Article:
not alter its value 0110 ceuit. The
bill was so worded as to stimulate
assessors to exercise their wits so
that taxes should be swelled up to
an enormous pilch. ll Wilt very
hard to assess timber land, as the
land might be valuable for the
timber, and the value of the timber
was gauged to a great extent by the
locality. This bill taxes the land
and what was on it separately, and
both as real estate. (Mr. llayselden,
denies this.) It was hard to say
what this bill meant, and he quoted
it to show that thu land and impiovo
ments were taxed separately. If
vines were to bo taxed specifically
it would discourage cultivation. The
member for Honolulu said lawyers
objected to taxing mortgages, but
they were taxed under the old law,
but in a different way. It was a
great deal simpler than this com
plicated and confused jumble. He
did not think they could amend it,
and they had better wipe it out. The
present law was the best they ever
had. The only difficulty was that
the tax assessors were incompetent.
The discussion was continued by
Messrs. Dare, Thurston, Judd, Kau
lukou, Brown and Cleghorn, after
which the motion to indefinitely
postpone the first section was put
nnd lost 10 to 20,
At 5 :lo the committee rose and
reported progress, and the house
immediately afterward adjourned
till 10 o'clock to-morrow.
FiiiDAV, July 16th.
The Assembly met at 10 a. m.,
being opened with prayer b3' the
Chaplain. Present: Ministers Gib
son, Crcighton, Kanoa and Dare;
Nobles Walker (President), Kuihc
lani, Kane and Martin ; Reps. Keau,
Lilikalani, Baker, Kaulii, Amara,
Kaulia, Kaulukou, Pahia, Kauna
mano, Wight, Nahale, Nahinu, Kau
liai)c, Kekoa, Kalua, Aholo, Kaukau,
Richardson, Kaai, Pacliaolc, Kauai
and Palohau. The minutes were
read and approved.
Minister Gibson asked for leave
of absence for a few hours, as he
was summoned to a conference with
His Majesty. Granted.
Rej). Lilikalani presented a report
ot the vvOinnntteo of Commerce, on
1 the bill introduced
by Rep. Nahale
to unposo postage 011 newspapers,
They come to tho conclusion that if
j the bill passed tho result would ho
that the ownerrf of newspapers would
raise the subscription price, and
also the rates for ndvet Using and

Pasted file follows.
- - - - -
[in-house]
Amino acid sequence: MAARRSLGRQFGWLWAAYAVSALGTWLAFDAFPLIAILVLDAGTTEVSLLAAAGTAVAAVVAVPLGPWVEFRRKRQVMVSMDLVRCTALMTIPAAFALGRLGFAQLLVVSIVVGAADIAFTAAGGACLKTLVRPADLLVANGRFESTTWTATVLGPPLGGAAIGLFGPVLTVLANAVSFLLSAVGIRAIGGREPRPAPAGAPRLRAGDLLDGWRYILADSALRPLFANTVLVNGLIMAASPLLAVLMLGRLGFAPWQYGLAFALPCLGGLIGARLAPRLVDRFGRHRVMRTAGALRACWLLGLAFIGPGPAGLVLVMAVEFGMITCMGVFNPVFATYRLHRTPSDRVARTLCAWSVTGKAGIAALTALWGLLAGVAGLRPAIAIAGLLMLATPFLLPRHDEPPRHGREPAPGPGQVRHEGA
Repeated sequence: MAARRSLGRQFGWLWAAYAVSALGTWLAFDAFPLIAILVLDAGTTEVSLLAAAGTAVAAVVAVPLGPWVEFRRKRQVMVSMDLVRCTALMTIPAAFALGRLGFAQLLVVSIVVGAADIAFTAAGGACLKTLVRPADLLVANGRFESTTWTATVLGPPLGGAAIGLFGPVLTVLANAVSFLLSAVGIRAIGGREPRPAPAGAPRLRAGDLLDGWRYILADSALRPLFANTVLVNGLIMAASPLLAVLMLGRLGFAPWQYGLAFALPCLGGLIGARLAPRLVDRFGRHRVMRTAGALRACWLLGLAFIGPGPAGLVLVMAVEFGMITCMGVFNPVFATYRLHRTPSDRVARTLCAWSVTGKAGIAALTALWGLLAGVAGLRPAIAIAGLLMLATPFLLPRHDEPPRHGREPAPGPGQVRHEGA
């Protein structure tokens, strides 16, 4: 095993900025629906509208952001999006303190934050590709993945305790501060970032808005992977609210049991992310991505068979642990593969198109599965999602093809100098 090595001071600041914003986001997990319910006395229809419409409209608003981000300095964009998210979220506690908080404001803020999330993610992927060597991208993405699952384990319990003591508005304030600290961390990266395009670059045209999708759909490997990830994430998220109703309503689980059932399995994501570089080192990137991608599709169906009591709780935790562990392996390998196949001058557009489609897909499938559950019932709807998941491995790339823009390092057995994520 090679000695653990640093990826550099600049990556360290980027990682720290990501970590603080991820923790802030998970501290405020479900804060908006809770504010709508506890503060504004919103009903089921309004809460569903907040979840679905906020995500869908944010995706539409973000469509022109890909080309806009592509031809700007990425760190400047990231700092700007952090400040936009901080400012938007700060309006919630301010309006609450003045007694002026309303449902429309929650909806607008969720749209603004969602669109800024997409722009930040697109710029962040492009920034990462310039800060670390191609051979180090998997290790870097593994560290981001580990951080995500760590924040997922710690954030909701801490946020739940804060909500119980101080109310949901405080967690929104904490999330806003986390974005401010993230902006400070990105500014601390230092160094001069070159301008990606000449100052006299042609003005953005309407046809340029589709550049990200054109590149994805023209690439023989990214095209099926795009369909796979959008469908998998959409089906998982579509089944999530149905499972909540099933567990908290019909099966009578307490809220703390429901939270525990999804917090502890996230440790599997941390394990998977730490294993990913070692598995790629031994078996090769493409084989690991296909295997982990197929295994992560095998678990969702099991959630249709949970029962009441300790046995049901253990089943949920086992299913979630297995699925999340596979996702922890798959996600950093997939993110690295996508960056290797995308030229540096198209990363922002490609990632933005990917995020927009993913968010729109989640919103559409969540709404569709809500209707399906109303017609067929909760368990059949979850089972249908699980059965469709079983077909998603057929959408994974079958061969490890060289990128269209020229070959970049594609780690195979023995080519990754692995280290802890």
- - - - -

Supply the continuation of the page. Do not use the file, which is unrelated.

obituary notices. Thus it would
really bo a tax on the people, and
tho committee considered this kind
of legislation was inadvisable. They
therefore recommended that the bill
be indefinitely postponed.
! Rep. Keati moved the report be
I laid on the table, which carried.
Rep. Kaulukou, after a brief dis
cussion on order, moved that the
joint resolution to provide for the
relief of tho Board of Genealogy be
read a third tunc to-day. Carried.
Rep. Nahale moved a resolution
that thu Sergcnnt-at-Arms be in
structed to provide gloves for the
members going to Molokai to-night,
to protect their hands from the
Rep. Kaai moved the resolution
bo indefinitely postponed, saying tho
hon. member should have made it
apply only to himself, if he was in
need of gloves.
Rep. Dlckcv said the Assembly
had spent S2l)'000 on itself already,
exclusive of printing.
Rep. Thurston moved in amend-,
ment that the Sergeant-at.Arms
seal each member up in a bag,
and let him out when thu steamer
stops going nnd coming.
Rep. Kaunnmano considered the
real oliject of the resolution was to
provide for protection from con
tact with the lepers, who might
offer to shake hands with the visi
tors ; but there was no necessity for
them to expose themselves to such
The motion to indefinitely post
pone the resolution carried.
Rep. Dickey offered his amend
ment to article 20 of the Constitu
tion, returned to him yesterday for
correction, and read it n first time.
Rep. Richardson raised the same